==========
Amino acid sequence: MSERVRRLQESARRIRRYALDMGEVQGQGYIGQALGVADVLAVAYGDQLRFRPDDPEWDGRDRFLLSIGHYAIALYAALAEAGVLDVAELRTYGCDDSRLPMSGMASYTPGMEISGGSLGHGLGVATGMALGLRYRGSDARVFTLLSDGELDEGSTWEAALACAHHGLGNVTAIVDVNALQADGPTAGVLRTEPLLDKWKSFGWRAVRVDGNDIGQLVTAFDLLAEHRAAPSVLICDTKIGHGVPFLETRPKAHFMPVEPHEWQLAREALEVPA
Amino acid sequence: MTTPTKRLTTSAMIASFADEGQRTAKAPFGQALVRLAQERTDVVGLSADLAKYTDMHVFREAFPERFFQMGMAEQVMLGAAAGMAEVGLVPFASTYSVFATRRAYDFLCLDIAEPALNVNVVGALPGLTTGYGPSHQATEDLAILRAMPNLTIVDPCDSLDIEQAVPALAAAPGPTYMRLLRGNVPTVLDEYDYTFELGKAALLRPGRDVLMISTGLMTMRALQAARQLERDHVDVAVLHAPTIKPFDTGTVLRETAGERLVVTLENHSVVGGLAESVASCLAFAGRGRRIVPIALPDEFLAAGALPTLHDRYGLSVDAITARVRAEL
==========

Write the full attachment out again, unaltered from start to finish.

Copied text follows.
Amino acid sequence: MSERVRRLQESARRIRRYALDMGEVQGQGYIGQALGVADVLAVAYGDQLRFRPDDPEWDGRDRFLLSIGHYAIALYAALAEAGVLDVAELRTYGCDDSRLPMSGMASYTPGMEISGGSLGHGLGVATGMALGLRYRGSDARVFTLLSDGELDEGSTWEAALACAHHGLGNVTAIVDVNALQADGPTAGVLRTEPLLDKWKSFGWRAVRVDGNDIGQLVTAFDLLAEHRAAPSVLICDTKIGHGVPFLETRPKAHFMPVEPHEWQLAREALEVPA
Amino acid sequence: MTTPTKRLTTSAMIASFADEGQRTAKAPFGQALVRLAQERTDVVGLSADLAKYTDMHVFREAFPERFFQMGMAEQVMLGAAAGMAEVGLVPFASTYSVFATRRAYDFLCLDIAEPALNVNVVGALPGLTTGYGPSHQATEDLAILRAMPNLTIVDPCDSLDIEQAVPALAAAPGPTYMRLLRGNVPTVLDEYDYTFELGKAALLRPGRDVLMISTGLMTMRALQAARQLERDHVDVAVLHAPTIKPFDTGTVLRETAGERLVVTLENHSVVGGLAESVASCLAFAGRGRRIVPIALPDEFLAAGALPTLHDRYGLSVDAITARVRAEL